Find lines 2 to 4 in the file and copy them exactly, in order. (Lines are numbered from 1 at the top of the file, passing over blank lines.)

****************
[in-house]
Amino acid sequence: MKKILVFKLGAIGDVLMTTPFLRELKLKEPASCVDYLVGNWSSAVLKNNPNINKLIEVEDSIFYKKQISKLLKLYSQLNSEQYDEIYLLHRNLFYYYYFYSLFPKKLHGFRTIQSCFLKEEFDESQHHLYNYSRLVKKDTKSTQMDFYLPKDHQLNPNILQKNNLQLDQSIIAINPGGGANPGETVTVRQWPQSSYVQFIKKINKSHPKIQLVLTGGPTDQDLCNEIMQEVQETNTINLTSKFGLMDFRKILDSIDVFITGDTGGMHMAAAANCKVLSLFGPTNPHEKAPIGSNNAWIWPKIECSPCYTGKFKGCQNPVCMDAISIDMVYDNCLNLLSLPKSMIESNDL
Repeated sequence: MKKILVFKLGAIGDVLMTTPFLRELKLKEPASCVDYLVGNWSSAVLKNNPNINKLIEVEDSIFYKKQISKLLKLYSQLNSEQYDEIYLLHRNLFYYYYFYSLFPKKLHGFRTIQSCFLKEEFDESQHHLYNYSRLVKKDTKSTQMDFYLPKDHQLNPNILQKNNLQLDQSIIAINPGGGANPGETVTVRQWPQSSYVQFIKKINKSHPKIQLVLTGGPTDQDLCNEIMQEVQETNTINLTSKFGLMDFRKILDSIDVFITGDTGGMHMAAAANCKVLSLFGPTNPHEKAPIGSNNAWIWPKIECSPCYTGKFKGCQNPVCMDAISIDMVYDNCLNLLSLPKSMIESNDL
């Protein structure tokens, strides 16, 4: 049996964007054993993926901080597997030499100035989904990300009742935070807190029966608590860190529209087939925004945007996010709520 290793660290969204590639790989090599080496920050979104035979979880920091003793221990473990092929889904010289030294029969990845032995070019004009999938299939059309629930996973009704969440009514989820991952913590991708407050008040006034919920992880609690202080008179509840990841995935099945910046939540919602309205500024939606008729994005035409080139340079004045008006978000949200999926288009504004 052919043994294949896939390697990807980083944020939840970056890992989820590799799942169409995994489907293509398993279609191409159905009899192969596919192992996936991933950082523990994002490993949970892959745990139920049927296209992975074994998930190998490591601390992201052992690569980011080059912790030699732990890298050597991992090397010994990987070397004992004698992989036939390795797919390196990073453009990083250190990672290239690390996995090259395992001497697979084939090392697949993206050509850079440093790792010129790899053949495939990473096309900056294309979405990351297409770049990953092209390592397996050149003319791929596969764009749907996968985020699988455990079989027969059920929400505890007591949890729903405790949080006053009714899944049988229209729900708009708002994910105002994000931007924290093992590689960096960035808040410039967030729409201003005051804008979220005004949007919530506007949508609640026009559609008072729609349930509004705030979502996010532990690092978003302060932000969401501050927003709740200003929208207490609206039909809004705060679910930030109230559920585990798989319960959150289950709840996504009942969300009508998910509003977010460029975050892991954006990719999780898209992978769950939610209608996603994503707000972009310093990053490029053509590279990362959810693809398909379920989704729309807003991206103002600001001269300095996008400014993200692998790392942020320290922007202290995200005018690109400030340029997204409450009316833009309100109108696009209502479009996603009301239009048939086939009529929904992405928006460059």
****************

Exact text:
Amino acid sequence: MKKILVFKLGAIGDVLMTTPFLRELKLKEPASCVDYLVGNWSSAVLKNNPNINKLIEVEDSIFYKKQISKLLKLYSQLNSEQYDEIYLLHRNLFYYYYFYSLFPKKLHGFRTIQSCFLKEEFDESQHHLYNYSRLVKKDTKSTQMDFYLPKDHQLNPNILQKNNLQLDQSIIAINPGGGANPGETVTVRQWPQSSYVQFIKKINKSHPKIQLVLTGGPTDQDLCNEIMQEVQETNTINLTSKFGLMDFRKILDSIDVFITGDTGGMHMAAAANCKVLSLFGPTNPHEKAPIGSNNAWIWPKIECSPCYTGKFKGCQNPVCMDAISIDMVYDNCLNLLSLPKSMIESNDL
Repeated sequence: MKKILVFKLGAIGDVLMTTPFLRELKLKEPASCVDYLVGNWSSAVLKNNPNINKLIEVEDSIFYKKQISKLLKLYSQLNSEQYDEIYLLHRNLFYYYYFYSLFPKKLHGFRTIQSCFLKEEFDESQHHLYNYSRLVKKDTKSTQMDFYLPKDHQLNPNILQKNNLQLDQSIIAINPGGGANPGETVTVRQWPQSSYVQFIKKINKSHPKIQLVLTGGPTDQDLCNEIMQEVQETNTINLTSKFGLMDFRKILDSIDVFITGDTGGMHMAAAANCKVLSLFGPTNPHEKAPIGSNNAWIWPKIECSPCYTGKFKGCQNPVCMDAISIDMVYDNCLNLLSLPKSMIESNDL
């Protein structure tokens, strides 16, 4: 049996964007054993993926901080597997030499100035989904990300009742935070807190029966608590860190529209087939925004945007996010709520 290793660290969204590639790989090599080496920050979104035979979880920091003793221990473990092929889904010289030294029969990845032995070019004009999938299939059309629930996973009704969440009514989820991952913590991708407050008040006034919920992880609690202080008179509840990841995935099945910046939540919602309205500024939606008729994005035409080139340079004045008006978000949200999926288009504004 052919043994294949896939390697990807980083944020939840970056890992989820590799799942169409995994489907293509398993279609191409159905009899192969596919192992996936991933950082523990994002490993949970892959745990139920049927296209992975074994998930190998490591601390992201052992690569980011080059912790030699732990890298050597991992090397010994990987070397004992004698992989036939390795797919390196990073453009990083250190990672290239690390996995090259395992001497697979084939090392697949993206050509850079440093790792010129790899053949495939990473096309900056294309979405990351297409770049990953092209390592397996050149003319791929596969764009749907996968985020699988455990079989027969059920929400505890007591949890729903405790949080006053009714899944049988229209729900708009708002994910105002994000931007924290093992590689960096960035808040410039967030729409201003005051804008979220005004949007919530506007949508609640026009559609008072729609349930509004705030979502996010532990690092978003302060932000969401501050927003709740200003929208207490609206039909809004705060679910930030109230559920585990798989319960959150289950709840996504009942969300009508998910509003977010460029975050892991954006990719999780898209992978769950939610209608996603994503707000972009310093990053490029053509590279990362959810693809398909379920989704729309807003991206103002600001001269300095996008400014993200692998790392942020320290922007202290995200005018690109400030340029997204409450009316833009309100109108696009209502479009996603009301239009048939086939009529929904992405928006460059």